Parkinson’s Researchers Honored with Breakthrough Prizes
Scientific advances to speed a cure for neurodegenerative diseases were honored during the November 8 star-studded Breakthrough Prize ceremony.
The Breakthrough Prize, created by some of the biggest names in Silicon Valley — including Google's Sergey Brin, 23andMe's Anne Wojcicki and Facebook's Mark Zuckerberg — honors individuals who have made significant contributions in the fields of math, physics and life sciences. Winners take home $3 million.
MJFF grantee Karl Deisseroth, MD, PhD, of Stanford University and Ed Boyden, PhD, of MIT received prizes for their creation of optogenetics, which uses light signals to treat Parkinson's disease and other neurological disorders.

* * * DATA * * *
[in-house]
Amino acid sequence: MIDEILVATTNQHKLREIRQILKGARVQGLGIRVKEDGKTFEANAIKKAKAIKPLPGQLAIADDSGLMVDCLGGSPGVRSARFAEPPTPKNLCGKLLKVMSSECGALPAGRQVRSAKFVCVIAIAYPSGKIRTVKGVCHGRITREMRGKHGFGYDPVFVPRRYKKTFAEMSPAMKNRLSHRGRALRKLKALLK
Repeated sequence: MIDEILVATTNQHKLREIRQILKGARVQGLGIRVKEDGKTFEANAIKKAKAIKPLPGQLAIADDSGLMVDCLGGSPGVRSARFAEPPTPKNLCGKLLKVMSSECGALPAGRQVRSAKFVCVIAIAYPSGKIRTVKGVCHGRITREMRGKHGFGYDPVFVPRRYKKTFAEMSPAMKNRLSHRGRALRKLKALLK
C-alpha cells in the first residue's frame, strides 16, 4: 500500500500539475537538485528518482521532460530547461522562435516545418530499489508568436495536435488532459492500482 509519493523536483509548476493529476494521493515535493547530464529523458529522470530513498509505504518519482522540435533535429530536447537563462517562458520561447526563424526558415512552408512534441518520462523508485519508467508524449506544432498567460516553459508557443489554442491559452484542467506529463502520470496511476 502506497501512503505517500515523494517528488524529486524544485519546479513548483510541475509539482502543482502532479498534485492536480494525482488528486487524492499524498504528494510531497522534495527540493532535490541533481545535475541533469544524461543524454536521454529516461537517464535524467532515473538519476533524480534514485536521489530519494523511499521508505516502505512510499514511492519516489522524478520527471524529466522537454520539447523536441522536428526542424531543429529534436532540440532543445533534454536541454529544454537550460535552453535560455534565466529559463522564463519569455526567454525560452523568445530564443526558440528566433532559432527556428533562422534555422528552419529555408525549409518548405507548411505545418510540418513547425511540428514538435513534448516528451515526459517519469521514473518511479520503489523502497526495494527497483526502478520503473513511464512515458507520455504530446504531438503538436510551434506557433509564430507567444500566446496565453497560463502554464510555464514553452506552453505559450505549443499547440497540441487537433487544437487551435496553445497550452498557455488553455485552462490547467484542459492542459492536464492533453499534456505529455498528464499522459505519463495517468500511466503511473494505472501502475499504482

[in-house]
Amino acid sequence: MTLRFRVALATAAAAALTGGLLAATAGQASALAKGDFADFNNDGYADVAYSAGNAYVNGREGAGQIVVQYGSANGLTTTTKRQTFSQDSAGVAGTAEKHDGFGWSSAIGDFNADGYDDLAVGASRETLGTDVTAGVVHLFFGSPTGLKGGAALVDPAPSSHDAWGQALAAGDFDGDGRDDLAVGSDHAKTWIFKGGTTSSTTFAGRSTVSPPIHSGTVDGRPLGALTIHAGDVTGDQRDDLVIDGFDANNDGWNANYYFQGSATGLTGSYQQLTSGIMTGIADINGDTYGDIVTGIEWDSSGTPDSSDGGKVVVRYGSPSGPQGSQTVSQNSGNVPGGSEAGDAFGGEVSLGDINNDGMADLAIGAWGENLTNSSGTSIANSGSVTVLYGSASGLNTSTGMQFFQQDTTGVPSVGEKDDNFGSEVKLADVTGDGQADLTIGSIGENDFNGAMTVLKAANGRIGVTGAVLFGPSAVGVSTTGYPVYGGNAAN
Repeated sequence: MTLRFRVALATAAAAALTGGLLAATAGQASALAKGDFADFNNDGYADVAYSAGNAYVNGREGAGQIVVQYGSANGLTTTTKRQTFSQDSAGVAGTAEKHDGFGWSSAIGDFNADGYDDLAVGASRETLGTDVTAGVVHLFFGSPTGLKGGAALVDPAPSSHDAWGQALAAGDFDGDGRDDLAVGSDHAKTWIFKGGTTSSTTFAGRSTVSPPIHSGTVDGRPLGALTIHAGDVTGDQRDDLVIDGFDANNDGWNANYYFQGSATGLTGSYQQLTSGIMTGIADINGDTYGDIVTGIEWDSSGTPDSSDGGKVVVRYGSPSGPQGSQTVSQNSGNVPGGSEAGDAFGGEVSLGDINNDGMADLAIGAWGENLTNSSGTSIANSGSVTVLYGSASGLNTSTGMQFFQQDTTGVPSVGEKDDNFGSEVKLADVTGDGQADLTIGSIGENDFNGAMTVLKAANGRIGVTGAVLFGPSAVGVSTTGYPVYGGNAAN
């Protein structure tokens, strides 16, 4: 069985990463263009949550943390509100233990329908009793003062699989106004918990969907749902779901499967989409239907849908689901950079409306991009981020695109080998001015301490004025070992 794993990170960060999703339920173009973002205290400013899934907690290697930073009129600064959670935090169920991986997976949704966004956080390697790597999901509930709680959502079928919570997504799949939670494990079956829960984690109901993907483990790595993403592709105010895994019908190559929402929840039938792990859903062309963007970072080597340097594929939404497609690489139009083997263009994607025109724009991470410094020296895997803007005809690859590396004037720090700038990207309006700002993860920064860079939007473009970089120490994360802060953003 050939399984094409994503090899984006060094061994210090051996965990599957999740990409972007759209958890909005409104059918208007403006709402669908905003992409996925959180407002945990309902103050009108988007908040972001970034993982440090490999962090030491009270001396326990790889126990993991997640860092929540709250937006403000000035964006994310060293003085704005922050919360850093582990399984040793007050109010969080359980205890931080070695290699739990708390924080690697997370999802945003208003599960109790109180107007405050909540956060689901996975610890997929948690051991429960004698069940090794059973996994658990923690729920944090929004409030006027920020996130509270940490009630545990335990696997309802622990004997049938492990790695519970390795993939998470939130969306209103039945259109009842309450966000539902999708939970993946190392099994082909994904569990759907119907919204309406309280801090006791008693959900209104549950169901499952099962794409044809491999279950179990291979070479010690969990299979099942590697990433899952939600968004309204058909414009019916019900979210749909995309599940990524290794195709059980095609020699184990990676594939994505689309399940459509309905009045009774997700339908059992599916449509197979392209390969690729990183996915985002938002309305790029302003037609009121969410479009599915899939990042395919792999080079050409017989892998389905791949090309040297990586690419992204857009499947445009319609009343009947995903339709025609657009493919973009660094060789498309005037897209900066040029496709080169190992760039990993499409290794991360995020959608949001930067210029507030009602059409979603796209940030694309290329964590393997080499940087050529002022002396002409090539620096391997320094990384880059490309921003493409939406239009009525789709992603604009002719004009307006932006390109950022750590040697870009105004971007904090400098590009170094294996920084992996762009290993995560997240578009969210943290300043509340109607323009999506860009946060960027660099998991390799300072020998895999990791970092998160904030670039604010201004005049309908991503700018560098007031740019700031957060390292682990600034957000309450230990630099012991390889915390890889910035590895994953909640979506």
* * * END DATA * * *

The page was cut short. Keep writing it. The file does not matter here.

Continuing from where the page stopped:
John Hardy, PhD, of University College London also was awarded a Breakthrough Prize for uncovering the genetic mutations that can lead to a buildup of protein "plaque" in the brains of people with early-onset Alzheimer's.
An expert in both Alzheimer's and Parkinson's genetics, Dr. Hardy won The Michael J. Fox Foundation's Pritzker Prize earlier this year for his work on the causal role of genetics in Parkinson's disease (PD), helping to revolutionize PD drug development.
Only 20 years ago, researchers believed genetics played little to no role in Parkinson's. Dr. Hardy's receipt of the Breakthrough Prize is an encouraging sign that our knowledge about PD and genetics has expanded. In addition, Drs. Deisseroth and Boyden's prizes show the role of innovative technology in the treatment of brain diseases.
See the full list of 2015 Breakthrough Prize winners.
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